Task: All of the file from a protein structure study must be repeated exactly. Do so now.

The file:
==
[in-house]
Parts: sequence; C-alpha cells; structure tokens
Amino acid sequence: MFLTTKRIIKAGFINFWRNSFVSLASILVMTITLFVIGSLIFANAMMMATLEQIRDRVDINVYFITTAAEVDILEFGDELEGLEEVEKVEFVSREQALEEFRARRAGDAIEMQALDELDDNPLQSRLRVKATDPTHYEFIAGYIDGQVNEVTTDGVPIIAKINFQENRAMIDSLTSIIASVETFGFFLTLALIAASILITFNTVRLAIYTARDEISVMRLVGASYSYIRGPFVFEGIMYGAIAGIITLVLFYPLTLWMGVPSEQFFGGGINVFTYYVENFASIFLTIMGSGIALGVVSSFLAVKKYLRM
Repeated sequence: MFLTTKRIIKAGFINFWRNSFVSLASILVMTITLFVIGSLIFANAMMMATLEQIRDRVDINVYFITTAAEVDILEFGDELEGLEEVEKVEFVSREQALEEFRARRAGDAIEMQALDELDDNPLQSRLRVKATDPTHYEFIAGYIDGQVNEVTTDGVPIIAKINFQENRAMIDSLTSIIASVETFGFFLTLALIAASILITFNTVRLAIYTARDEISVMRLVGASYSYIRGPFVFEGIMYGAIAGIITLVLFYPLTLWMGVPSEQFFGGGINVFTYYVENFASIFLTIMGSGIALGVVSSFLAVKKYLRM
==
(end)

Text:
[in-house]
Parts: sequence; C-alpha cells; structure tokens
Amino acid sequence: MFLTTKRIIKAGFINFWRNSFVSLASILVMTITLFVIGSLIFANAMMMATLEQIRDRVDINVYFITTAAEVDILEFGDELEGLEEVEKVEFVSREQALEEFRARRAGDAIEMQALDELDDNPLQSRLRVKATDPTHYEFIAGYIDGQVNEVTTDGVPIIAKINFQENRAMIDSLTSIIASVETFGFFLTLALIAASILITFNTVRLAIYTARDEISVMRLVGASYSYIRGPFVFEGIMYGAIAGIITLVLFYPLTLWMGVPSEQFFGGGINVFTYYVENFASIFLTIMGSGIALGVVSSFLAVKKYLRM
Repeated sequence: MFLTTKRIIKAGFINFWRNSFVSLASILVMTITLFVIGSLIFANAMMMATLEQIRDRVDINVYFITTAAEVDILEFGDELEGLEEVEKVEFVSREQALEEFRARRAGDAIEMQALDELDDNPLQSRLRVKATDPTHYEFIAGYIDGQVNEVTTDGVPIIAKINFQENRAMIDSLTSIIASVETFGFFLTLALIAASILITFNTVRLAIYTARDEISVMRLVGASYSYIRGPFVFEGIMYGAIAGIITLVLFYPLTLWMGVPSEQFFGGGINVFTYYVENFASIFLTIMGSGIALGVVSSFLAVKKYLRM